Blue Origin reveals its orbital rocket

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The competition heats up: Blue Origin today unveiled the orbital rocket it plans to launch before 2020, dubbed New Glenn.

Named in honor of John Glenn, the first American to orbit Earth, New Glenn is based around two variants – a two stage and a three stage launch vehicle – and a reusable booster stage. No information has been released as to where the booster stage will land, although it is believed Blue Origin is evaluating the option of an “ocean-going platform,” per planning documentation associated with the launch site. “Building, flying, landing, and re-flying New Shepard has taught us so much about how to design for practical, operable reusability. And New Glenn incorporates all of those learnings,” Mr. Bezos added.

Mr. Bezos added that the two-stage New Glenn is 270 feet tall, and its second stage is powered by a single vacuum-optimized BE-4 engine (the BE-4U). The 3-stage New Glenn is 313 feet tall. A single vacuum-optimized BE-3 engine, burning liquid hydrogen and liquid oxygen, powers its third stage. The booster and the second stage are identical in both variants. The three-stage variant – with its high specific impulse hydrogen upper stage – is capable of flying demanding beyond-LEO missions.

The rocket will be quite large and comparable more to SpaceX’s Falcon Heavy than its Falcon 9, indicating that the competition is not only forcing companies to lower their prices, it is forcing new designs to be larger and have more capacity.


  • Andrew_W

    I like Rand’s take: We Don’t Need No Stinkin’ SLS

    The sooner SLS is killed the better.

  • Frank

    The disruptive competition will be good for SpaceX and the future of spaceflight. Not good for those that rely on government pork and political deals.

    Bring it on.

  • Edward

    New Shepard for their suborbital rocket, now New Glenn for their orbital rocket. I think we can figure out what they will call their moon rocket.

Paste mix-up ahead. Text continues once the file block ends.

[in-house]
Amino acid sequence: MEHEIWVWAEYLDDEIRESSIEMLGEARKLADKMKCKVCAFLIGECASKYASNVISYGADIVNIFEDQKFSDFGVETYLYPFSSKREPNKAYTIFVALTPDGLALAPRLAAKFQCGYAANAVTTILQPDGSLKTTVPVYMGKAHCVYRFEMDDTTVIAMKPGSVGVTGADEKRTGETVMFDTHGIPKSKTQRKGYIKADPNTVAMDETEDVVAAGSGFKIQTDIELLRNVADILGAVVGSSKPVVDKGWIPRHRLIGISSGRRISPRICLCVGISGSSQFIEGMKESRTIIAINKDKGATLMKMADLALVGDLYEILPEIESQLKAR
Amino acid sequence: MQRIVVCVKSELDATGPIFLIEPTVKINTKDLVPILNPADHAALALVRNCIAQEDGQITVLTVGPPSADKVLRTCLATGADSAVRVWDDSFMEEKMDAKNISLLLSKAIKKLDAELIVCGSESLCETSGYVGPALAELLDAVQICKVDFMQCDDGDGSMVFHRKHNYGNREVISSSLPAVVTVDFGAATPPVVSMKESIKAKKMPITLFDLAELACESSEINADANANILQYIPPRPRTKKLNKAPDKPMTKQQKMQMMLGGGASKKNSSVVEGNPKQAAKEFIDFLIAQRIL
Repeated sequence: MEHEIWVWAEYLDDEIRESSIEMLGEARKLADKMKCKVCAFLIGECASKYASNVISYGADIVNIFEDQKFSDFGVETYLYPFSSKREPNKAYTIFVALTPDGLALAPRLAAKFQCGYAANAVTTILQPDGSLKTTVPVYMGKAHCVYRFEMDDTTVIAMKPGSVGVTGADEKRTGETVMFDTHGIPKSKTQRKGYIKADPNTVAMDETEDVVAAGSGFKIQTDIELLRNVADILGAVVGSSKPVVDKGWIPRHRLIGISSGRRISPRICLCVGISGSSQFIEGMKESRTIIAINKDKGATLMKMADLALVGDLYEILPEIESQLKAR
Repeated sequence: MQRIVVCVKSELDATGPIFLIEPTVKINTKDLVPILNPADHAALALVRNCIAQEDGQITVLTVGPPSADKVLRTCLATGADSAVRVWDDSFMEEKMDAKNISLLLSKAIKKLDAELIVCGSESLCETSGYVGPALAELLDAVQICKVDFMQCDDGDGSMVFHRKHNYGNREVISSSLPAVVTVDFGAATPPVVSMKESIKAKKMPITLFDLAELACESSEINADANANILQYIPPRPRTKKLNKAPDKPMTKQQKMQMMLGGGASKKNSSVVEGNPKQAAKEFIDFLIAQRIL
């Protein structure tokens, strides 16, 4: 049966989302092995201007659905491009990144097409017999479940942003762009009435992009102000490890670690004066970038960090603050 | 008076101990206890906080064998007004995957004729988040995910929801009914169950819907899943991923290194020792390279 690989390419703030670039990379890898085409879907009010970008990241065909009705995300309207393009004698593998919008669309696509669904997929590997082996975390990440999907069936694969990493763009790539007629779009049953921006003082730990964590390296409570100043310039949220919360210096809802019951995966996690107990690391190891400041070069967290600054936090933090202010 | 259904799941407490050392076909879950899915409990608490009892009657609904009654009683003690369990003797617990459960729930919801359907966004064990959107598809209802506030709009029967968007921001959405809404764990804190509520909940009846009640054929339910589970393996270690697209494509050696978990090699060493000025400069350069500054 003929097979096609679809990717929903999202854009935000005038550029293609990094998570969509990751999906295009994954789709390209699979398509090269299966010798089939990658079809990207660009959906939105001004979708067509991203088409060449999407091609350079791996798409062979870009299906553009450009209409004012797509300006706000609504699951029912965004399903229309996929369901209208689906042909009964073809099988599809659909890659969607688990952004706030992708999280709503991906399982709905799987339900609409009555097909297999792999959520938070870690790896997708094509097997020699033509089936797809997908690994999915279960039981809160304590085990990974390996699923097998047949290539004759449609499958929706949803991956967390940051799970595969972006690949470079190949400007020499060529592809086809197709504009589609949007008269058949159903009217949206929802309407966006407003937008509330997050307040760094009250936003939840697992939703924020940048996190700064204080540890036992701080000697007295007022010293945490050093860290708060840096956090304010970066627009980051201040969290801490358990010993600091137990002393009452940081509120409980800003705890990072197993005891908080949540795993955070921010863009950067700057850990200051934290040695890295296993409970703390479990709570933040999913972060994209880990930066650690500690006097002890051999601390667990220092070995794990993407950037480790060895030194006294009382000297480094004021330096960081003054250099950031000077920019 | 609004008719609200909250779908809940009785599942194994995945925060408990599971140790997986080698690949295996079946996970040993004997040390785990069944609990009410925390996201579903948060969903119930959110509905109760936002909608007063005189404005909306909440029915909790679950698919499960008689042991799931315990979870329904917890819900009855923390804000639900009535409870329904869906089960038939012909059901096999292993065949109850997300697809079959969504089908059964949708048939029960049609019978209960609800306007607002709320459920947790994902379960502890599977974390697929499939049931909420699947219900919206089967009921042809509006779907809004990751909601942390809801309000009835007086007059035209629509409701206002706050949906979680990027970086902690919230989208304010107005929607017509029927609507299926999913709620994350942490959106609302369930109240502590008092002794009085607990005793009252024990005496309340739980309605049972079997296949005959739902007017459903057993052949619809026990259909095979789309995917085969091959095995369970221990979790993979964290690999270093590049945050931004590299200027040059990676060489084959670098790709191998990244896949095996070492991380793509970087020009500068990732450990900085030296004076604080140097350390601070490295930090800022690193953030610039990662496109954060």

Unfortunately, I have been unable to find the mass that it can take to LEO and to GEO transfer orbit. Those are the kinds of interesting details that future customers will be interested in.

  • Localfluff

    Maybe it will not take at all as much payload to orbit as a Saturn V although it is as large. Size could be used to make a simpler, cheaper and safer design. Reusability allows for a new design philosophy. It doesn’t necessarily cost more to launch a heavier rocket if it comes back.

  • Alex

    Edward: No masses were published yet by Mr. Bezos, but the launch thrust, which is about 1,750 metric tons. From this value a launch mass between 1,400 and 1,500 metric tons should follow. Mr. Zubrin calculated yesterday a LEO payload of 70 metric tons and of 20 tons to Mars (3 stage version). My guess for the payload to LEO is smaller (in range of 50 tons) due to effects of first stage reuse.

  • Alex

    Localfluff: I agree, it could be that first stage of New Glenn is built much more robust as that from Falcon 9.

  • D K Rögnvald Williams

    Seems like many players are wanting to get into the heavy launch business. Is there sufficient demand?

  • Edward

    D K Rögnvald Williams,
    If the price to get into space drops enough, there may be a tremendous demand to put heavy payloads (astronauts, space stations or habitats, moon missions, planetary probes, etc.) into space, and it looks like SpaceX — and perhaps Blue Origin — will be the major low-cost launch companies.

    On the other hand, there is (finally) a trend toward smaller satellites and a large number of companies planning to launch those smaller satellites on small, inexpensive launchers.

  • Frank

    Jeff Bezos on competing against Musk and other commercial companies:

    “Competition is super healthy…Great industries are never made by single companies. And space is really big. There is room for a lot of winners…At Blue Origin, our biggest opponent is gravity.

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